June 1, 2021  |  

A workflow for the comprehensive detection and prioritization of variants in human genomes with PacBio HiFi reads

PacBio HiFi reads (minimum 99% accuracy, 15-25 kb read length) have emerged as a powerful data type for comprehensive variant detection in human genomes. The HiFi read length extends confident mapping and variant calling to repetitive regions of the genome that are not accessible with short reads. Read length also improves detection of structural variants (SVs), with recall exceeding that of short reads by over 30%. High read quality allows for accurate single nucleotide variant and small indel detection, with precision and recall matching that of short reads. While many tools have been developed to take advantage of these qualities of HiFi reads, there is no end-to-end workflow for the filtering and prioritization of variants uniquely detected with long reads for rare and undiagnosed disease research. We have developed a flexible, modular workflow and web portal for variant analysis from HiFi reads and applied it to a set of rare disease cases unsolved by short-read whole genome sequencing. We expect that broad application of long-read variant detection workflows will solve many more rare disease cases. We have made these tools available at https://github.com/williamrowell/pbRUGD-workflow, and we hope they serve a starting point for developing a robust analysis framework for long read variant detection for rare diseases.


April 21, 2020  |  

Schizophrenia risk variants influence multiple classes of transcripts of sorting nexin 19 (SNX19).

Genome-wide association studies (GWAS) have identified many genomic loci associated with risk for schizophrenia, but unambiguous identification of the relationship between disease-associated variants and specific genes, and in particular their effect on risk conferring transcripts, has proven difficult. To better understand the specific molecular mechanism(s) at the schizophrenia locus in 11q25, we undertook cis expression quantitative trait loci (cis-eQTL) mapping for this 2 megabase genomic region using postmortem human brain samples. To comprehensively assess the effects of genetic risk upon local expression, we evaluated multiple transcript features: genes, exons, and exon-exon junctions in multiple brain regions-dorsolateral prefrontal cortex (DLPFC), hippocampus, and caudate. Genetic risk variants strongly associated with expression of SNX19 transcript features that tag multiple rare classes of SNX19 transcripts, whereas they only weakly affected expression of an exon-exon junction that tags the majority of abundant transcripts. The most prominent class of SNX19 risk-associated transcripts is predicted to be overexpressed, defined by an exon-exon splice junction between exons 8 and 10 (junc8.10) and that is predicted to encode proteins that lack the characteristic nexin C terminal domain. Risk alleles were also associated with either increased or decreased expression of multiple additional classes of transcripts. With RACE, molecular cloning, and long read sequencing, we found a number of novel SNX19 transcripts that further define the set of potential etiological transcripts. We explored epigenetic regulation of SNX19 expression and found that DNA methylation at CpG sites near the primary transcription start site and within exon 2 partially mediate the effects of risk variants on risk-associated expression. ATAC sequencing revealed that some of the most strongly risk-associated SNPs are located within a region of open chromatin, suggesting a nearby regulatory element is involved. These findings indicate a potentially complex molecular etiology, in which risk alleles for schizophrenia generate epigenetic alterations and dysregulation of multiple classes of SNX19 transcripts.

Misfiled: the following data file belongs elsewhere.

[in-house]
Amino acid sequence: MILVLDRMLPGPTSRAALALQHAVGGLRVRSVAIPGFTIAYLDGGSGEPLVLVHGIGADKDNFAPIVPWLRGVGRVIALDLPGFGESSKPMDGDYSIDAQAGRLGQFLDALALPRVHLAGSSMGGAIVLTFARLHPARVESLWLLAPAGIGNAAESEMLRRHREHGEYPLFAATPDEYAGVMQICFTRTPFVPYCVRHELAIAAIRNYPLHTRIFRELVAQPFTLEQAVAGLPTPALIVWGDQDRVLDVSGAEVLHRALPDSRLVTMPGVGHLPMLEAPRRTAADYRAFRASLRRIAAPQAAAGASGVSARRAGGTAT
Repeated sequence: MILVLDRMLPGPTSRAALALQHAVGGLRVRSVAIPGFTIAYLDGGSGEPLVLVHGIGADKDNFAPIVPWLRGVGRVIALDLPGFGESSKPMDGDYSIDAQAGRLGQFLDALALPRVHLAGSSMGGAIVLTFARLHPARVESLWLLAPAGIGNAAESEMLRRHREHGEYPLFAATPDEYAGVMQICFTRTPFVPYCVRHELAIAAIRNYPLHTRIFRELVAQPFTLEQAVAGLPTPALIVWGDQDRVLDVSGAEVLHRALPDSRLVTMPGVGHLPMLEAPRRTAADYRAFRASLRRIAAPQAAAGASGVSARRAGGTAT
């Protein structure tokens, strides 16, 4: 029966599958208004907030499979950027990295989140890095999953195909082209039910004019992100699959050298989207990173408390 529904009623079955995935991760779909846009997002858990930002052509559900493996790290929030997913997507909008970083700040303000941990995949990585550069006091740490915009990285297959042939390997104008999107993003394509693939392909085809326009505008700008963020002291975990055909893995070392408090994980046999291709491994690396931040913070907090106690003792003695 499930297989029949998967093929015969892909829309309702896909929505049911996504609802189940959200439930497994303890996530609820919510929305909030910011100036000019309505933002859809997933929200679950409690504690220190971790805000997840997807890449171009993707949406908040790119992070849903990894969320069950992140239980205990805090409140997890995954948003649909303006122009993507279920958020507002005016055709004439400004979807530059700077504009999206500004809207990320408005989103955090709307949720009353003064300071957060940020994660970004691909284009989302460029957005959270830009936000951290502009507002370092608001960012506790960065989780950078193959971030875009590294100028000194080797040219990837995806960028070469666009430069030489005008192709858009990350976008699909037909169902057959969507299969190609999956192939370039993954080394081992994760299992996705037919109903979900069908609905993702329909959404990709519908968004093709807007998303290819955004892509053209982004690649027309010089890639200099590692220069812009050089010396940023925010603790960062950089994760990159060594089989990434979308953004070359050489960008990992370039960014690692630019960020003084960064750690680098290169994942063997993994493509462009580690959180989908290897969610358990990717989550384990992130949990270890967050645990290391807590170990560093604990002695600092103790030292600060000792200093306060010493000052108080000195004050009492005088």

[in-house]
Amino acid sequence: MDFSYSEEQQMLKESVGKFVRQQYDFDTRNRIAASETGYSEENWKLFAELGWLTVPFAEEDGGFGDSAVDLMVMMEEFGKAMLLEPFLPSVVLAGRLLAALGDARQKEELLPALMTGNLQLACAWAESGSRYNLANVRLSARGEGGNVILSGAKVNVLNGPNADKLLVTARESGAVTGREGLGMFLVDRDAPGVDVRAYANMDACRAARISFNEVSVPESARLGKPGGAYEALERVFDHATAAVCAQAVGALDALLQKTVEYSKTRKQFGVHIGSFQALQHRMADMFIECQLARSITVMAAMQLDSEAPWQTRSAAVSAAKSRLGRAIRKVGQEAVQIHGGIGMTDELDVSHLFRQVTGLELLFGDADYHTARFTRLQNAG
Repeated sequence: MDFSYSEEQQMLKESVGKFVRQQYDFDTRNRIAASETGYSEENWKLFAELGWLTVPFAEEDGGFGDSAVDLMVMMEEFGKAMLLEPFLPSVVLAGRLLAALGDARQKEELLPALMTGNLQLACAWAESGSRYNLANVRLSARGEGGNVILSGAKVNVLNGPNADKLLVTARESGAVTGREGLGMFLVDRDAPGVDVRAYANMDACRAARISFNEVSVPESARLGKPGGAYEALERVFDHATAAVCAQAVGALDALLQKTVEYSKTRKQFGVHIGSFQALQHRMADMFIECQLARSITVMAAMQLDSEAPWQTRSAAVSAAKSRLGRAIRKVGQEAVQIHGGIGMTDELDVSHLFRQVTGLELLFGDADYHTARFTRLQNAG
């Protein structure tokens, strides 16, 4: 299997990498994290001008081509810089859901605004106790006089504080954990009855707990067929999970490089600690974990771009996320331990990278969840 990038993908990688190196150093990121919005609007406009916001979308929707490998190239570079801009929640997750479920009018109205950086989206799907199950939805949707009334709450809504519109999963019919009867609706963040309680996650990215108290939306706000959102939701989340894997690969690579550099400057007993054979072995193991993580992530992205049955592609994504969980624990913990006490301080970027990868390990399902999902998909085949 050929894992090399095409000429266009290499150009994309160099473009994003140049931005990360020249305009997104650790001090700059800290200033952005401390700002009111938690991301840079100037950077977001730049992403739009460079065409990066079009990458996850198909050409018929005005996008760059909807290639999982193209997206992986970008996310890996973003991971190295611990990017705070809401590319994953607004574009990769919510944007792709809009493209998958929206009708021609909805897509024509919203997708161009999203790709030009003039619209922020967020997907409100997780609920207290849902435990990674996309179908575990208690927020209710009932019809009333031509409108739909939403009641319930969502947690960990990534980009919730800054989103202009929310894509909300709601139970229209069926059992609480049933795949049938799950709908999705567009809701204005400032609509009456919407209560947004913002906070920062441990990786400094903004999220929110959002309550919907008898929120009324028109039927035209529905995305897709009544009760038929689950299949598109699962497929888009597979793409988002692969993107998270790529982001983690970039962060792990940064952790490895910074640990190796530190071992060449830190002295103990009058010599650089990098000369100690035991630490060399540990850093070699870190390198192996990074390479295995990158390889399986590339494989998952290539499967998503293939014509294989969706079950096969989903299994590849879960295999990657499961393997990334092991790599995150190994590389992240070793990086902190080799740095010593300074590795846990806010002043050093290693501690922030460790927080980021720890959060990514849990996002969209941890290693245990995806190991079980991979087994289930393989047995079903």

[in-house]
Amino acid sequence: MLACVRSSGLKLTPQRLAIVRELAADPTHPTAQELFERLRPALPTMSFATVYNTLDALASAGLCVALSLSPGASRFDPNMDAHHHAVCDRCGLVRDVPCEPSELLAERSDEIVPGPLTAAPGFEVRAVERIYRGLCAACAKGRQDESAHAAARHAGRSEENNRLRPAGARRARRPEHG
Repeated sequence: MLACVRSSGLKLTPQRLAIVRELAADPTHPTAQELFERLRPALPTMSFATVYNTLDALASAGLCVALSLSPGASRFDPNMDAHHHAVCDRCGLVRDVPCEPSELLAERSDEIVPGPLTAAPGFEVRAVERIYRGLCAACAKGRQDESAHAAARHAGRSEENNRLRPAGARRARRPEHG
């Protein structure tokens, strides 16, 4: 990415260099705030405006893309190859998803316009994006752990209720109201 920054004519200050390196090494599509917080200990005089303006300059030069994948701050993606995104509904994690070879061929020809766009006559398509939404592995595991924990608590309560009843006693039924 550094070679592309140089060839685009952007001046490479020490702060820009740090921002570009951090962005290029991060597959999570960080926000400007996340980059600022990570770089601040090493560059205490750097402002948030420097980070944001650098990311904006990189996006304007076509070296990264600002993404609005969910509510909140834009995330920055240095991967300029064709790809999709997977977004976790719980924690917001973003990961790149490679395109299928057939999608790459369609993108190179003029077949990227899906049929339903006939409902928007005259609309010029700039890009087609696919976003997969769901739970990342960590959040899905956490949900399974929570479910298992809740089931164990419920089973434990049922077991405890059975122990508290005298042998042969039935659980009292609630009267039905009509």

April 21, 2020  |  

The ADEP Biosynthetic Gene Cluster in Streptomyces hawaiiensis NRRL 15010 Reveals an Accessory clpP Gene as a Novel Antibiotic Resistance Factor.